CLEVELAND, OH (WOIO) - This is often the worst time of year for sinus infections. Between things like viruses and indoor allergies, 37 million people in the U.S will suffer a sinus infection this year.
Brian Kirk knows all about sinus problems. Whether he was cooking, running or sleeping, he struggled to breathe. "It was pretty bad, the doctor said I don't really know how you're able to breathe the way you do, but I guess your body kind of finds a way," said Kirk.
Eventually, Brian underwent surgery to clear his sinuses - a procedure that takes place about every 40 seconds in the U.S.
And while it's common, sinus surgery is often very complex. Dr. Alax Farag of Ohio State University's Wexner Medical Center explains,
"it is high price real estate, the sinuses are surrounded by the brain and the eyes and so you have to be very, very precise within millimeters."
Though long-term complications of sinus surgery are extremely rare, they can be severe including loss of smell or taste, nerve damage and empty nose syndrome, where the air passages are wide open but patients constantly feel congested.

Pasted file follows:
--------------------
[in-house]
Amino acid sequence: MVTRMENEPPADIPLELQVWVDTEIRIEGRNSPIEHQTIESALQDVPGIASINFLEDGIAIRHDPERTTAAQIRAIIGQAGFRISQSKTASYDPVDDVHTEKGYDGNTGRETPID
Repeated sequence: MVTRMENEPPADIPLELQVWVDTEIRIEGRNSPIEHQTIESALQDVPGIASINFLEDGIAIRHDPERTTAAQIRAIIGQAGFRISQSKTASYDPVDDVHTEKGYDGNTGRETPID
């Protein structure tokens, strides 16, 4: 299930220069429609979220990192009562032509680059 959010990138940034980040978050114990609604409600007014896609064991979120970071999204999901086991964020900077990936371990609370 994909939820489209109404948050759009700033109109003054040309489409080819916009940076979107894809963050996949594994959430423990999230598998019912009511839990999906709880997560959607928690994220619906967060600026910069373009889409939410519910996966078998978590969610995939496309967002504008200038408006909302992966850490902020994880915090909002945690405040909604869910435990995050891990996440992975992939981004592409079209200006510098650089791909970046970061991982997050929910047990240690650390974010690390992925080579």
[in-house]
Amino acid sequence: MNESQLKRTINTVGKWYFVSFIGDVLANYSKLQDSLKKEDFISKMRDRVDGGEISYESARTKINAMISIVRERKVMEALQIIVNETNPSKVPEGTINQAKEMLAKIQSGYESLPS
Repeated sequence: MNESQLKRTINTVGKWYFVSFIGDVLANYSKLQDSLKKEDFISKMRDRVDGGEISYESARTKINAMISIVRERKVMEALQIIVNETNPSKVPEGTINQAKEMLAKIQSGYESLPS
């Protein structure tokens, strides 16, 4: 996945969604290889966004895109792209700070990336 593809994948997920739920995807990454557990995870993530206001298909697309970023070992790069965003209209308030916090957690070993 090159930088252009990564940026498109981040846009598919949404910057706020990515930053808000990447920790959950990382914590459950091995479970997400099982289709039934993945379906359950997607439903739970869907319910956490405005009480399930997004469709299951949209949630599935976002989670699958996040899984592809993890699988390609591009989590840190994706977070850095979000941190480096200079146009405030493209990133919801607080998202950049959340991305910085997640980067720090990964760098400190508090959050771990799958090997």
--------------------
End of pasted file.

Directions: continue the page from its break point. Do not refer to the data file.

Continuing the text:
Too eliminate complications, researchers at the Ohio State University Wexner Medical Center are designing 3-d customized models.
Medical researcher Kai Zhao uses computational fluid dynamics to develop programs to allow doctors to test the outcome of a patient's sinus surgery before hitting the operating room. Sounds like it's basically a virtual reality trial run as he says it's "like playing a videogame - to remove some of the tissues and then we can back compute what is this effect on the nasal airflow."
The team will also analyze 3-D printed models of the patient's sinus cavity to give doctors even more detail before surgery - because patients have to live with the results forever after.
Researchers are still very much in the testing phase of their presurgical models.
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